Fortunately for England fans, The Ashes are over for another year.
After losing 4-0 in the series, Joe Root's men have had a tour to forget Down Under, making bigger headlines off the field than they did on it.
Issues with Ben Stokes was just the beginning for the tourists, who's best result came in the penultimate Test, when they managed to hold the hosts to a draw.
However, it's not time to fly home just yet. Oh no. They have a one-day series to get through first.
England’s five-match one-day series against Ashes conquerors Australia gets underway in Melbourne on Sunday.
Press Association Sport have assessed five key areas of debate.
Steve Smith Torment
Having found the red Kookaburra no more use than a bar of soap when it came to getting out the Australia captain during the Test series, England will be hoping the change of hue brings a change of fortunes.
Having averaged 137.40 in the Ashes, it can hardly get any worse, but England skipper Eoin Morgan has already suggested his opposite number is just one of many threats.
“I don’t think he is the key wicket,” he said. “He is an unbelievable player and his run of form has been freakish, but there are loads of other impact players in their side.”
Eyes on Mark Wood
Durham paceman Mark Wood is an alluring figure for English cricket fans starved of pace during recent years.
He is an effervescent presence in the middle, generating venomous deliveries off a short, staccato run and asking questions many of his compatriots simply cannot.
But, his international CV is a frustratingly slender one, hampered by a catalogue of injuries. Now fully fit, hopes are high he can leave his mark on the Aussies in their own back yard.
England appear to have drawn a line under Adil Rashid’s Test career, with Liam Dawson and Mason Crane both selected to partner Moeen Ali since he last appeared.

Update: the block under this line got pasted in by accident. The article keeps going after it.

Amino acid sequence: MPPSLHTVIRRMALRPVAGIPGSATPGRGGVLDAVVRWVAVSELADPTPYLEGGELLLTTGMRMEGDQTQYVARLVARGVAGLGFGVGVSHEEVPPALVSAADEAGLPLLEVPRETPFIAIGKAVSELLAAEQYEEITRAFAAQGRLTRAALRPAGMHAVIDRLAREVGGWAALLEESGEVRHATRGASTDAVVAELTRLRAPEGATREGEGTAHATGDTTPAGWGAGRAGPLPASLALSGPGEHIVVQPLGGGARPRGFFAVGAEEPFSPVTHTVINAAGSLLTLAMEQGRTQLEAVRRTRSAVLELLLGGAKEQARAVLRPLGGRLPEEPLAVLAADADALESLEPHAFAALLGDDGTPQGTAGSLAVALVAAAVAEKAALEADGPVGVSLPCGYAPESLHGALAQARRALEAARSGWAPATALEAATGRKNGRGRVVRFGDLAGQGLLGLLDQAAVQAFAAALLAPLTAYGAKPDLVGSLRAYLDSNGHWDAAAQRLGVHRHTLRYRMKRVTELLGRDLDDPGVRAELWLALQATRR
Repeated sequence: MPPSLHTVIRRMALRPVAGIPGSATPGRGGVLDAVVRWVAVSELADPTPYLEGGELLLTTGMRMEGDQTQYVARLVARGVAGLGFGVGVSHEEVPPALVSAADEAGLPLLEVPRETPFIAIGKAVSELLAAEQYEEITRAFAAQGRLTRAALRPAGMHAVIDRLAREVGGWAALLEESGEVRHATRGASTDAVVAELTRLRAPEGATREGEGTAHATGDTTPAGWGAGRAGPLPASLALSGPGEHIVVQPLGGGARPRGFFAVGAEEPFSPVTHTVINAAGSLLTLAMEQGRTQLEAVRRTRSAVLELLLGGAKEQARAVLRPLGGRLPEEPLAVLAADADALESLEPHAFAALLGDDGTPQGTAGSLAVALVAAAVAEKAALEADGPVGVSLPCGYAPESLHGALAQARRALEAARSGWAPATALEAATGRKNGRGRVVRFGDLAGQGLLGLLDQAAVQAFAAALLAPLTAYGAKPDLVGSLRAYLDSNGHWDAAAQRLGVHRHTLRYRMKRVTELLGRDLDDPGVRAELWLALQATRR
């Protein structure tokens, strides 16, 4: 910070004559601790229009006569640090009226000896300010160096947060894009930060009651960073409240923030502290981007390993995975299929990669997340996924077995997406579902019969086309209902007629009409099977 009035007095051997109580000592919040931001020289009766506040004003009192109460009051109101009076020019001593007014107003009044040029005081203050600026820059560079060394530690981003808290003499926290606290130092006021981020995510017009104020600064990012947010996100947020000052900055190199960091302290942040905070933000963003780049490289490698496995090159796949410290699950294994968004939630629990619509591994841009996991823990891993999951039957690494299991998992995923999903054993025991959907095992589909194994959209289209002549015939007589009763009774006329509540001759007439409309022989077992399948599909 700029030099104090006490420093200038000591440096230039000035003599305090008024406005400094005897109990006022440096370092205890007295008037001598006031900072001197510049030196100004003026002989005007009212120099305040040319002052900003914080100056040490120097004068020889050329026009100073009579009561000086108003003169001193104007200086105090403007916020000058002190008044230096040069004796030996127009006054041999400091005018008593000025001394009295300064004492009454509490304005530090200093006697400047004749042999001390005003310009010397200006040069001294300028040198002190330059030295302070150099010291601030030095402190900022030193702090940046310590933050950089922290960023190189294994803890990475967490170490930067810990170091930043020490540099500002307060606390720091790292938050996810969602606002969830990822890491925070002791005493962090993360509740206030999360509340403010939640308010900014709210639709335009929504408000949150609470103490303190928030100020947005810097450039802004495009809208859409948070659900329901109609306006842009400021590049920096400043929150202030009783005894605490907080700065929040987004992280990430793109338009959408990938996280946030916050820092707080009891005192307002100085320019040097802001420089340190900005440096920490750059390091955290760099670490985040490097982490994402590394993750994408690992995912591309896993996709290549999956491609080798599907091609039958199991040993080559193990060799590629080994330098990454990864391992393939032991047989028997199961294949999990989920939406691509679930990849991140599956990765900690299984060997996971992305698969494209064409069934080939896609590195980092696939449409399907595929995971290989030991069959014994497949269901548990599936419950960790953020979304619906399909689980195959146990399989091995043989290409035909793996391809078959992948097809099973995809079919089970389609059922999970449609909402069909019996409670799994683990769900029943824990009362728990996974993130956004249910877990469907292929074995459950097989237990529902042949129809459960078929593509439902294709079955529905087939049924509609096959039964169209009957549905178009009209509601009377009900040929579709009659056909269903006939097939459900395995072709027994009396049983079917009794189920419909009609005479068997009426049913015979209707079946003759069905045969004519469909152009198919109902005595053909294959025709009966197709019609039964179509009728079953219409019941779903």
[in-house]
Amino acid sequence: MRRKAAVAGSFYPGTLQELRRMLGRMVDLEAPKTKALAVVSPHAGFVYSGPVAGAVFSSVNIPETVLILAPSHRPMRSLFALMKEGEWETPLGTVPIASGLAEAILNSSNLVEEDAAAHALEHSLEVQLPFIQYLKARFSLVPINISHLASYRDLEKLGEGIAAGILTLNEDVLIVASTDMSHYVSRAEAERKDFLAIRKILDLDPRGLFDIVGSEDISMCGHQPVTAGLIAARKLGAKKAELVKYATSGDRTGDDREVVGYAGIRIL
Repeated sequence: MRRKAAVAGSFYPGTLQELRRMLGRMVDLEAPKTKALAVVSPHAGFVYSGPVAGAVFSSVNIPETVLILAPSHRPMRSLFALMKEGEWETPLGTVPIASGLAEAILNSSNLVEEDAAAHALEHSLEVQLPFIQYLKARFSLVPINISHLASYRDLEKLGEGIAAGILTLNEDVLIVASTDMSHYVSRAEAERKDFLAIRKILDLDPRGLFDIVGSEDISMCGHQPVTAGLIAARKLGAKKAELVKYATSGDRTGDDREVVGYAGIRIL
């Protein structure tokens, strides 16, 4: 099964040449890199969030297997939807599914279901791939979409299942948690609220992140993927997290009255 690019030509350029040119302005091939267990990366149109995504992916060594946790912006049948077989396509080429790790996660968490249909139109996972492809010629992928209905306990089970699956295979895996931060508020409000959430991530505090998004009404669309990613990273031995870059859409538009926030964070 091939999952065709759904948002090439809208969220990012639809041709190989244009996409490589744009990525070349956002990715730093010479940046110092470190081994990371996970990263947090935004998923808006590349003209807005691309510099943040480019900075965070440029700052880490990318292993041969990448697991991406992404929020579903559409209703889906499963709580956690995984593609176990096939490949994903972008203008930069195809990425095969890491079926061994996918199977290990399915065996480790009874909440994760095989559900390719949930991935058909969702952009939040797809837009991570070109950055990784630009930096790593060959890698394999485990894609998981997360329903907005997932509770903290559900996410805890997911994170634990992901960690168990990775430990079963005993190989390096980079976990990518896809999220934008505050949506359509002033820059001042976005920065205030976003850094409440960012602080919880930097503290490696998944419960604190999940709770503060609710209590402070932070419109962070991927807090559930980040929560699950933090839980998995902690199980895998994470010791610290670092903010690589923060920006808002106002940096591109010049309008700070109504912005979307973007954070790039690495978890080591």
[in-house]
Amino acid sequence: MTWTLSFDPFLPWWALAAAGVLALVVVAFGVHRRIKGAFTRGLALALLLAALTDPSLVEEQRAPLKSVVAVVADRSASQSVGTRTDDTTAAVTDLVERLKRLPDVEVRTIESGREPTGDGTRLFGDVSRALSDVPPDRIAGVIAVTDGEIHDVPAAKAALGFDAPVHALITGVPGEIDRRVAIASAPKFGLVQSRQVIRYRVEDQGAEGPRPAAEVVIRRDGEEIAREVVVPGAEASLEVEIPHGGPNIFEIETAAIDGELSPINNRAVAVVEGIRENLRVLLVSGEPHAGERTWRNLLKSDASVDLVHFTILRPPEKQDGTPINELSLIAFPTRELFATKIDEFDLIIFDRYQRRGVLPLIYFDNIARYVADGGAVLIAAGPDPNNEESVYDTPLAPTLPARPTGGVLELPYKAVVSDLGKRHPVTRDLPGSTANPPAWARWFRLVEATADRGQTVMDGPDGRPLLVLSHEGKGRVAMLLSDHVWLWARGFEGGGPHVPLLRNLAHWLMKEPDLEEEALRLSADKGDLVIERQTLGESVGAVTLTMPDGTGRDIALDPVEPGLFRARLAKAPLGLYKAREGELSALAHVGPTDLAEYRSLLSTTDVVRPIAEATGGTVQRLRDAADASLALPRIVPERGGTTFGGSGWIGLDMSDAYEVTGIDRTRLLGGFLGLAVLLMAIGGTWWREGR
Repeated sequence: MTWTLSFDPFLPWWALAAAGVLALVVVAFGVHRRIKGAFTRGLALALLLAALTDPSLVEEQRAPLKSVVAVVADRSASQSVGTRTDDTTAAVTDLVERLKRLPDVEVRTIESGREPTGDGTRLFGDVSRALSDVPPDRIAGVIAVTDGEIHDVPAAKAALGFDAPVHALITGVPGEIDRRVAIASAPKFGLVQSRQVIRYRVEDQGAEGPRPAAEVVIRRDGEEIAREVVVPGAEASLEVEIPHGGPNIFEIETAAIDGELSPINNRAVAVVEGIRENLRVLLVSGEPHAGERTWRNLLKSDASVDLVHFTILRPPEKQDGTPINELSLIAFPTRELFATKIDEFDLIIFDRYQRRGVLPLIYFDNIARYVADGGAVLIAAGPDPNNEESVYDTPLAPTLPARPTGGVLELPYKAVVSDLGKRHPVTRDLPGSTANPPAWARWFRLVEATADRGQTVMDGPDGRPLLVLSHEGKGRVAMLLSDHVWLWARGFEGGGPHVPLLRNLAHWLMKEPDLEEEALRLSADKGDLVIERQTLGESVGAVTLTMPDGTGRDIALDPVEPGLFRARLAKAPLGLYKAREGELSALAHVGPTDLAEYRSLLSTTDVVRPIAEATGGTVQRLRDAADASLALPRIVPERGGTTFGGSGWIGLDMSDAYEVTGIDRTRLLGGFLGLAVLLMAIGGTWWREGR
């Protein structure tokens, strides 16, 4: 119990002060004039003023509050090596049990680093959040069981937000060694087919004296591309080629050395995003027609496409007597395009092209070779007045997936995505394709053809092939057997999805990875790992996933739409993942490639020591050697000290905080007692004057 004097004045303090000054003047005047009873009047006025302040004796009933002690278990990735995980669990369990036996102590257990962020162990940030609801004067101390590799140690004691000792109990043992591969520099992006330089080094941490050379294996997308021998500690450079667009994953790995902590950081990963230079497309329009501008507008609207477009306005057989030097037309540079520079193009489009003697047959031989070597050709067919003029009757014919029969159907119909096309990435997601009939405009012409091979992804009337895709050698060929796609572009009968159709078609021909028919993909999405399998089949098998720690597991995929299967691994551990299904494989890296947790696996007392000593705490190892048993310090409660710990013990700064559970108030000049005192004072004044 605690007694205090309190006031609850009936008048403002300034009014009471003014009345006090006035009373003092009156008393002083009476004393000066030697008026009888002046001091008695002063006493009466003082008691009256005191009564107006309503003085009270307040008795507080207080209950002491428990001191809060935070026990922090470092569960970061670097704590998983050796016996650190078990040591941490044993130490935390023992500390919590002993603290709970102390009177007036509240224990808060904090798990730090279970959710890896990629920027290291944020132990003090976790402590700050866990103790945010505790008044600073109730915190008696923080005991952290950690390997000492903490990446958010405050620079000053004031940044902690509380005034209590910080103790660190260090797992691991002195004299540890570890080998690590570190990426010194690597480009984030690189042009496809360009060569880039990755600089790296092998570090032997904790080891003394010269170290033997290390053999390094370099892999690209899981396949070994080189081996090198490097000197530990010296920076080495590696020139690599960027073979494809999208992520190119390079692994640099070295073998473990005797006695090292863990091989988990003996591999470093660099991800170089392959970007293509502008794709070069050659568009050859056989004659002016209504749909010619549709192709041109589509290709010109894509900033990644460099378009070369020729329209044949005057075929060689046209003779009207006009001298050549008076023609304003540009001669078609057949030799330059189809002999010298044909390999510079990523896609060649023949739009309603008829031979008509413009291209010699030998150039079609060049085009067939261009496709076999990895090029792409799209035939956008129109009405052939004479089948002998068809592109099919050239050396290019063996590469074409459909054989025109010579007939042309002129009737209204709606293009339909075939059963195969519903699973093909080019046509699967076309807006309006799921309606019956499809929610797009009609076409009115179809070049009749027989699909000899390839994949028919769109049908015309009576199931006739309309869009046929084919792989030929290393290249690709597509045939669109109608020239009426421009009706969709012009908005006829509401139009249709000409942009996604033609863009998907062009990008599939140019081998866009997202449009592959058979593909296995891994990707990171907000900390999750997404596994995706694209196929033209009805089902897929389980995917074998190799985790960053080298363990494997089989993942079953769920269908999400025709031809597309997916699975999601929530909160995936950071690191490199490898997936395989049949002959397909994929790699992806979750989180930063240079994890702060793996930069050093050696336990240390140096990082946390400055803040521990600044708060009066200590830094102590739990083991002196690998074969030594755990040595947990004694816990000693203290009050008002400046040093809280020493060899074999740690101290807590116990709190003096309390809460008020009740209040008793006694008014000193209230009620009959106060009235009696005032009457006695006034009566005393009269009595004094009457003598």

Positioning the Yorkshire leg-spinner as a one-day specialist is fine, as long he understands and appreciates the decision. If he does not, England might soon find one of their most reliable performers in the shorter formats allows questions of confidence or technical doubts to slip in.
Fast Bowling Coach
The arrival of Chris Silverwood as fast bowling coach offers plenty of reason for interest and intrigue.
Not only do England’s seamers have a permanent specialist to bounce off after the vacancy was only partially filled during the Ashes – initially by Shane Bond and then, improbably, by Paul Collingwood – they also have a newly influential figure around the dressing room.
Having won the county title with Essex last year, he comes with considerable coaching pedigree and is being hotly tipped to take the top job when Trevor Bayliss leaves in September 2019.
It will be fascinating to see him work with the group.
Marcus Stoinis created a vivid image when he said the aim was the keep Australia’s foot on England’s throat in the one-day series, but there is plenty of precedent for sides slacking off once the main business has been settled.
Australia have shown intent by keeping so many Test winners involved, but will they be able to keep their intensity up or will they go the way of their 2007 predecessors, who were upset by the likes of Paul Nixon and Mal Loye?
By resting Josh Hazlewood for the first ODI and Pat Cummins for the second, there are already signs the artillery will not be as intense this month.
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